The Center for Mind-Body Medicine

Arriving in Jacmel

We wound over the mountains from Port-au-Prince and arrived in Jacmel in time for lunch. Spills of fruit, vegetables, brightly painted metal butterflies, ceramic vases pouring out of stands onto the edge of the narrow roadway. Agriculture—hoes not tractors–struggling up steep slopes.

At the community center cum chuch in Jacmel we gather—faculty with our twelve Haitian Interns, some of the brightest and most committed of the first group of 120 whom we trained. We have brought interpreters from Port-au-Prince who have helped us before–absolutely essential to be understood in Kreyol, absolutely essential for us and our new group of 120 trainees to understand one another.

The interns talk about what our model of self-care and mutual help has meant to them. Here is Junie, a Nurse and Teacher: “you taught us to heal with all the stress that was destroying us. And now, as we work with kids who are so agitated and move around so much, we teach them to release tension with breathing and shaking and dancing and they calm down.”

Jacqueline, a public health nurse, tells us that Mind-Body techniques have lowered her blood pressure and helped her sleep. “Now I’m working,” she goes on, “with my husband who has a tendency to be irritable.” She laughs, and so do we along with her.

Spencer, a social worker block wide, gap-toothed, and solid, tells us he is using mind-body techniques with the seven soccer teams he coaches. And, Regine talks about our model of sharing and quieting ourselves as a “bridge to peace” among the warring gangs with which she works.

International faculty, interns, and translators sit at our spaghetti and papaya lunch together getting to know one another, planning the five-day training to come.

James S. Gordon MD, a psychiatrist, is the author of Unstuck: Your Guide to the Seven Stage Journey Out of Depression and the Founder, Director of the Center for Mind-Body Medicine in Washington, DC, and Dean of the College of Mind-Body Medicine with Saybrook University.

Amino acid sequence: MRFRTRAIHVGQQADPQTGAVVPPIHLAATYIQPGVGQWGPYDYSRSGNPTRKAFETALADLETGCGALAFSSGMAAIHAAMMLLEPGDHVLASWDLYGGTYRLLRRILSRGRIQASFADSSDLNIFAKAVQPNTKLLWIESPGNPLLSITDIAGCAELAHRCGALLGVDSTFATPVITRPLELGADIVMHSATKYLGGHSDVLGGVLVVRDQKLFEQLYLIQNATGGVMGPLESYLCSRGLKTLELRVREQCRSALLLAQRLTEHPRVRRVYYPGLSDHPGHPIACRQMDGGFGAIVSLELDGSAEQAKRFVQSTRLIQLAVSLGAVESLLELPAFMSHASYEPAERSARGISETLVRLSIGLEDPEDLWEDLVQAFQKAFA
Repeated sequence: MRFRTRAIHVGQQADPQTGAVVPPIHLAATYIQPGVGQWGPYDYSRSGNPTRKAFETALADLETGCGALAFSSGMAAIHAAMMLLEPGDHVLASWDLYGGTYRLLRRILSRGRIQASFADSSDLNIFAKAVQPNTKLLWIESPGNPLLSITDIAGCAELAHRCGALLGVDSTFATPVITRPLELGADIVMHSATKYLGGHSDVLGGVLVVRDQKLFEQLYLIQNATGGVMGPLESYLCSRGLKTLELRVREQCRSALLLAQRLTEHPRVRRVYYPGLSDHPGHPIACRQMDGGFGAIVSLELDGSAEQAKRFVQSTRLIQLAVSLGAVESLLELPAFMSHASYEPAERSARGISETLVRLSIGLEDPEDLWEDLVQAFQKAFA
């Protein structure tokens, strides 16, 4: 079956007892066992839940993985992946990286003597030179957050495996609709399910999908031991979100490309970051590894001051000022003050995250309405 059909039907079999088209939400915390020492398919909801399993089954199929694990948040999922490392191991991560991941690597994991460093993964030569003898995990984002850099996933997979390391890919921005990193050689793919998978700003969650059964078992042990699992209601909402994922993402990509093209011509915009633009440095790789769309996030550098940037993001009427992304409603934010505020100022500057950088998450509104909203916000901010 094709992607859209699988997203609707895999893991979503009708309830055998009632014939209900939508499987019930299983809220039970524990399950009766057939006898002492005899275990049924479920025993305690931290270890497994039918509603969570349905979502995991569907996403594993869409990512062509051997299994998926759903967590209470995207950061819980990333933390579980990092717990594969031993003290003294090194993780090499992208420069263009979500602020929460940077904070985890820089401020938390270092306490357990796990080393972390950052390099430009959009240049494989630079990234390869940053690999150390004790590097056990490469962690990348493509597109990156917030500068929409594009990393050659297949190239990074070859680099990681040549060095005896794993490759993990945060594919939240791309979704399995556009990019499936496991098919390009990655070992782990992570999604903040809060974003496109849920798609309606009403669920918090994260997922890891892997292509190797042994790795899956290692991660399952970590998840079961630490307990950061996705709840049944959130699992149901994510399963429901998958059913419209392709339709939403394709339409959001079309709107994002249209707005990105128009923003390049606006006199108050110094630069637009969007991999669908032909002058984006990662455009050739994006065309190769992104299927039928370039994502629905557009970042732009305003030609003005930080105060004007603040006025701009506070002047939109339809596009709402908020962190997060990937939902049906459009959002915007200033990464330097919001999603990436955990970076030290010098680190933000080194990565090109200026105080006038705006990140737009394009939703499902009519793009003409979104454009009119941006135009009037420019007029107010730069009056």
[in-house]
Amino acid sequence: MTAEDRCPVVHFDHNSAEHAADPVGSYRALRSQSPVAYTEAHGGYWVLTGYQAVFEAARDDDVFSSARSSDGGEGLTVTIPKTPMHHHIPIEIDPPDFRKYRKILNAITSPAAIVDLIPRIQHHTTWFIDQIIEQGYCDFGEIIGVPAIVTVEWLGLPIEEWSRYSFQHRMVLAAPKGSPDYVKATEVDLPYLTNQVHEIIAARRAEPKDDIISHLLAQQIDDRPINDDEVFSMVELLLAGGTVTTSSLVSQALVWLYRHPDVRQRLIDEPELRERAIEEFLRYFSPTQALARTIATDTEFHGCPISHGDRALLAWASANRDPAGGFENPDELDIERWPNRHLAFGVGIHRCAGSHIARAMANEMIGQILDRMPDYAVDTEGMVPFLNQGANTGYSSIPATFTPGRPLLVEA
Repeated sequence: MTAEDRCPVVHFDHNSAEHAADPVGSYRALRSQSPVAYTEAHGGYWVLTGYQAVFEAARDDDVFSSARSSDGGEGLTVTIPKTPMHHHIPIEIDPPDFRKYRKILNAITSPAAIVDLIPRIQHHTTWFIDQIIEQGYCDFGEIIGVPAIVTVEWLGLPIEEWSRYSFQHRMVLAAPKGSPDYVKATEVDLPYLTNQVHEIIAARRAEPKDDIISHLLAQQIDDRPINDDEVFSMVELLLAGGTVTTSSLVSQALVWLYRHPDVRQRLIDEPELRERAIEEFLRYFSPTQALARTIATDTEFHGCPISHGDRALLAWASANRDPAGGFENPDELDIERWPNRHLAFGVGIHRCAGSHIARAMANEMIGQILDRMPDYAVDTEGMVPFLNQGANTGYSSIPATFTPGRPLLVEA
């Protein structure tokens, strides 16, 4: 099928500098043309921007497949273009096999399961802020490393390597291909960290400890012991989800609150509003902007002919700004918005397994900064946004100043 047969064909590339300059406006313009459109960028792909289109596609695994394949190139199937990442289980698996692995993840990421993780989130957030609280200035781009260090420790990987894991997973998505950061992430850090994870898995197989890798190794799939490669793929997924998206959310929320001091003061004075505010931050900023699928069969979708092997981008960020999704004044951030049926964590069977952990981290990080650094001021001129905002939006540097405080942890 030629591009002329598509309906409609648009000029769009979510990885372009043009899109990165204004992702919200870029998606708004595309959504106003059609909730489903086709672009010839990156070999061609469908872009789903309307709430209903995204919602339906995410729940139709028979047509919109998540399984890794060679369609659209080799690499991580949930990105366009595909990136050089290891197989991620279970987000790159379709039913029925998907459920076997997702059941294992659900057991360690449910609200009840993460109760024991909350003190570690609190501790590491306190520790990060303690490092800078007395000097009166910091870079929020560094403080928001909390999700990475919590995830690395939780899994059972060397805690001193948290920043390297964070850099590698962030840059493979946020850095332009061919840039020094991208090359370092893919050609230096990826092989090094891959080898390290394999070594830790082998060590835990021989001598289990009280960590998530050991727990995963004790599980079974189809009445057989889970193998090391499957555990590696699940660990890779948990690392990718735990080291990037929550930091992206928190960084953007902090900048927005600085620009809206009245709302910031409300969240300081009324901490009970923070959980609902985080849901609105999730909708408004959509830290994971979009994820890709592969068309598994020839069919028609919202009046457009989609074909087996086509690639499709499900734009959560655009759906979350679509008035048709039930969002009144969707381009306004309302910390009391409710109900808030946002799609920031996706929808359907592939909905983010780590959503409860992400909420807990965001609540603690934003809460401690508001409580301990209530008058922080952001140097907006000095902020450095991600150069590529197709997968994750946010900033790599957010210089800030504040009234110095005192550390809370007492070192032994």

Arriving in Jacmel

We wound over the mountains from Port-au-Prince and arrived in Jacmel in time for lunch. Spills of fruit, vegetables, brightly painted metal butterflies, ceramic vases pouring out of stands onto the edge of the narrow roadway. Agriculture—hoes not tractors–struggling up steep slopes.

At the community center cum chuch in Jacmel we gather—faculty with our twelve Haitian Interns, some of the brightest and most committed of the first group of 120 whom we trained. We have brought interpreters from Port-au-Prince who have helped us before–absolutely essential to be understood in Kreyol, absolutely essential for us and our new group of 120 trainees to understand one another.

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In Haiti

The Center always begins meetings with meditation- to calm and center us after rushing to arrive. Now we are here, together– preparing to focus as a team to accomplish the work at hand.

This is the pre-program staff meeting yesterday in Jacmel, Haiti, where the Center is training 120 care providers in our Initial Mind-Body Medicine program. Initial and advanced trainings have been held previously in Port-au-Prince, and some of those trained are now part of a Haiti Leadership Team serving as interns in this training. Dr. Gordon and Center faculty are guiding the deep process of learning that begins today. The trainees will learn the science and practice of self-care, in a supportive small-group setting. They need this support themselves, and will learn to share it with their families and their communities in Jacmel.

Blessings on the work!

Our work in Israel and Gaza in Jerusalem Post

Hi everybody,